Robotic Assisted Radical Prostatectomy
Robotic Assisted Radical Prostatectomy (RARP) is a surgical procedure where the surgeon utilises robotic technology to perform removal of the prostate, seminal vesicles and pelvic lymph nodes in some cases. The procedure is performed for treatment of prostate cancer.
Due to the advantages of the robotic surgical platform patients treated with the robotic approach tend to recover faster. This is all due to a combination of factors such as small keyhole access to perform the operation, precise dissection, minimal blood loss which all translates into quick convalescence, return to work or usual activities.
For this reason, patients are usually able to be discharged home the next day.
The surgical anastomosis (new join between the urethra and bladder, performed after removal of the prostate to re-establish continuity of the urinary tract) performed robotically is almost always watertight. This virtually eliminates the risk of urine leak and minimises the time the patient has to have a urinary catheter post surgery, on average 5 days (3-7 days). With the open approach this time is usually much longer.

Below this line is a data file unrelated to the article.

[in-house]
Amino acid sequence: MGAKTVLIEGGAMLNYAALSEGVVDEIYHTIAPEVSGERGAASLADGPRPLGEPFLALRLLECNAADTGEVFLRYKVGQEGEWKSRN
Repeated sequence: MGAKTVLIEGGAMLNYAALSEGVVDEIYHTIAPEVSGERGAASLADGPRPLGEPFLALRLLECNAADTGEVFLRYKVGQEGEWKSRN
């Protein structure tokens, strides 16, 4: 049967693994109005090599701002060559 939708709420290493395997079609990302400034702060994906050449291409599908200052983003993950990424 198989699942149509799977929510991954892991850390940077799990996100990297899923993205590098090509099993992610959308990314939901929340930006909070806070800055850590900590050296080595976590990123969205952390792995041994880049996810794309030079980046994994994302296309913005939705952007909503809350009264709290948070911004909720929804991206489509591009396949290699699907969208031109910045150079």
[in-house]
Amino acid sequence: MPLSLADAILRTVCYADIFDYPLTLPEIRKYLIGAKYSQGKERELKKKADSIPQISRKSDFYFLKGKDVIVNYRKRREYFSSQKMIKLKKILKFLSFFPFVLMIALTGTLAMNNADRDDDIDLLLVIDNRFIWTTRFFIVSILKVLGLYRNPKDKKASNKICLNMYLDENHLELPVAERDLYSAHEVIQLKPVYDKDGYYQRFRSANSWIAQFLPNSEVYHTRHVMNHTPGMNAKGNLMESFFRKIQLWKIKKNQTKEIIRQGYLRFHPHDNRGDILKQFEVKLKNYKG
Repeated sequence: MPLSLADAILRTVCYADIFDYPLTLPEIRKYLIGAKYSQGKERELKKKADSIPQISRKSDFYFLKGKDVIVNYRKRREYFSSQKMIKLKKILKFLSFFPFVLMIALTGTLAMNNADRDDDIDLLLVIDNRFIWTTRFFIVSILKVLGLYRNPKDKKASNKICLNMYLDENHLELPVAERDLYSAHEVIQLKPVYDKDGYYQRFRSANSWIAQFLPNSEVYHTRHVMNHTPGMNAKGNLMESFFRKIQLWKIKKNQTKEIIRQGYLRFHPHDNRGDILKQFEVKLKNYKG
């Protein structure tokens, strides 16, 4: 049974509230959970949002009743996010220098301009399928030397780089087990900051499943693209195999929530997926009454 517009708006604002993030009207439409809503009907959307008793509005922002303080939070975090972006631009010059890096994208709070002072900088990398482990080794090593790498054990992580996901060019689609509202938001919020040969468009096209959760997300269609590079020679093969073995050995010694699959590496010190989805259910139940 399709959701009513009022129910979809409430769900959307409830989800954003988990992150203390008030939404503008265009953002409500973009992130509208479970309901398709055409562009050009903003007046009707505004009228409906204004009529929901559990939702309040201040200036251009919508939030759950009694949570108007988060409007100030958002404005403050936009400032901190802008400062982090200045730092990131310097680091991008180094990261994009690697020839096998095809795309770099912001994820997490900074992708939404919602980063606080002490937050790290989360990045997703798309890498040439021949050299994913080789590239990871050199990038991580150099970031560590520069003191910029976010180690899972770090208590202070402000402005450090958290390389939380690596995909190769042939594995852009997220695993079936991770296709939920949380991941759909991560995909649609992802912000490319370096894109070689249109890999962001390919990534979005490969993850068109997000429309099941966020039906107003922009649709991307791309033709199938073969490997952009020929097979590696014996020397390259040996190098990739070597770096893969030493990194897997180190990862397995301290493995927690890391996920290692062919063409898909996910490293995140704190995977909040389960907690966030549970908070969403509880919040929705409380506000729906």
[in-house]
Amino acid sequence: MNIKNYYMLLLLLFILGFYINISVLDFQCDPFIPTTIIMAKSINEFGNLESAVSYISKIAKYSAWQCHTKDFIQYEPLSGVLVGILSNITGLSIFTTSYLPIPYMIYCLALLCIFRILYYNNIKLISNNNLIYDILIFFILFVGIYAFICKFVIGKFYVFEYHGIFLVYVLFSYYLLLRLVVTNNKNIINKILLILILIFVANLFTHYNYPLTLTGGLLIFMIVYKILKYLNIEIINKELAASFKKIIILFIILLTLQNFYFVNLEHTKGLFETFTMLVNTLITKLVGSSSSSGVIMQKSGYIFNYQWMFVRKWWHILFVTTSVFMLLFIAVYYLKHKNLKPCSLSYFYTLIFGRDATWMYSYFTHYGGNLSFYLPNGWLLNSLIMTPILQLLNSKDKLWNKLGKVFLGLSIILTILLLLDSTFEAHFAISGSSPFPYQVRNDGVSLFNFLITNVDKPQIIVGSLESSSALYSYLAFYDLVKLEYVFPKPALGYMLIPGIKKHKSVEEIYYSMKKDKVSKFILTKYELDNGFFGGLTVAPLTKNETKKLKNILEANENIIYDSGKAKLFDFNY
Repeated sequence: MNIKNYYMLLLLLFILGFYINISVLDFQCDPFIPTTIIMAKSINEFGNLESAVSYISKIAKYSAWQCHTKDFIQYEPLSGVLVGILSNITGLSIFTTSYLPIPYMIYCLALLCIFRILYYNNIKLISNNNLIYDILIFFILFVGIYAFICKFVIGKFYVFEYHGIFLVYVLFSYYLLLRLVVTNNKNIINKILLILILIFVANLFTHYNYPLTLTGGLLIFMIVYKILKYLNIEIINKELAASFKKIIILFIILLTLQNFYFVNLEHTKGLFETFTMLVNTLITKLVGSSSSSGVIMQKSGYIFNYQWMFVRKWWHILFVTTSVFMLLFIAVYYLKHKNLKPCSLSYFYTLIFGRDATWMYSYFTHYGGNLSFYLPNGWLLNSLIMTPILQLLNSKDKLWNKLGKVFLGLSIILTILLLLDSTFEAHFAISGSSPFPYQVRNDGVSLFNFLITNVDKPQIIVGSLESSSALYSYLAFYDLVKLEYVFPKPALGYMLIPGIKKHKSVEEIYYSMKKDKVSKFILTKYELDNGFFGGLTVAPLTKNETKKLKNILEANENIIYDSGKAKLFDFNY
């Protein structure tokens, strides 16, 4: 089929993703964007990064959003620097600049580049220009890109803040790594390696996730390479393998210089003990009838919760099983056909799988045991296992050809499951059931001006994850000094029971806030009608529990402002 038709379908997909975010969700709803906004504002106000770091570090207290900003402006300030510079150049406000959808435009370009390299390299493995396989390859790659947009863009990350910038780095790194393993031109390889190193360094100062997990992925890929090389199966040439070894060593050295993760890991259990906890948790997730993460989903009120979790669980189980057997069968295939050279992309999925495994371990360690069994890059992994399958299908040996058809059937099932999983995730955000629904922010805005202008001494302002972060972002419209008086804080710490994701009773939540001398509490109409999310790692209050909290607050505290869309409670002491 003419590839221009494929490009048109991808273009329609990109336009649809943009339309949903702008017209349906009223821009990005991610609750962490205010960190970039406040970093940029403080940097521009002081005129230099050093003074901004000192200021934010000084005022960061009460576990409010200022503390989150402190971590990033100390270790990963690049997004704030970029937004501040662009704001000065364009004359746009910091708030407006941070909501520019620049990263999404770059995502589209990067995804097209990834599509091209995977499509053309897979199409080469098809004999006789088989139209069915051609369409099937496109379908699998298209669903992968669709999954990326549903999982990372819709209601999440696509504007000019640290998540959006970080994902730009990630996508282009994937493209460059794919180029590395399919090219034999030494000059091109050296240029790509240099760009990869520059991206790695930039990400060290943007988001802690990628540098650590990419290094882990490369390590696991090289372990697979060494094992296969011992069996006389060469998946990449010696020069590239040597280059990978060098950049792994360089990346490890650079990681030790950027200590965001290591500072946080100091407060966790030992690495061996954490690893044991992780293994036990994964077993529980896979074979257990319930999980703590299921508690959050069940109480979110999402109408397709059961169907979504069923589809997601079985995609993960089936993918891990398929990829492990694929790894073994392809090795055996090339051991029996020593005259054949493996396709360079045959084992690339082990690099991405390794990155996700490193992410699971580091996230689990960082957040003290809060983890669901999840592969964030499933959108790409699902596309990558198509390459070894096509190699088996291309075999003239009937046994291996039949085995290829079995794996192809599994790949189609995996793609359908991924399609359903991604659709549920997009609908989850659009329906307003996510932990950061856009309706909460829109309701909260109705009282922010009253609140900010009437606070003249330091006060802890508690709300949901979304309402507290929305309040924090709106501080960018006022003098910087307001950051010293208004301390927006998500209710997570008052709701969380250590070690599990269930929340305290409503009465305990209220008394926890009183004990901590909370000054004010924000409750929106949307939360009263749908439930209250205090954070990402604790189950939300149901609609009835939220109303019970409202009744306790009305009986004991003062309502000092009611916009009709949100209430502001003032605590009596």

The good vision, magnification and fine instruments of the robotic platform allow for a good nerve sparing surgery to be performed which is important for preservation of erectile function.
Dr Penkoff performs Robotic Assisted Radical Prostatectomy at Ashford Hospital and Calvary North Adelaide Hospital using the Da Vinci Xi system, which is the latest and most refined robotic platform to date.
Dr Penkoff is Fellowship Trained to perform Robotic prostatectomy. Through a process of rigorous mentorship, teaching, supervision and feedback he was able to perform a high volume of this procedure in the UK and Belgium, which has allowed him to be well above the learning curve and therefore his operating times are short, the surgical margin rates are low and results comparable to international standards.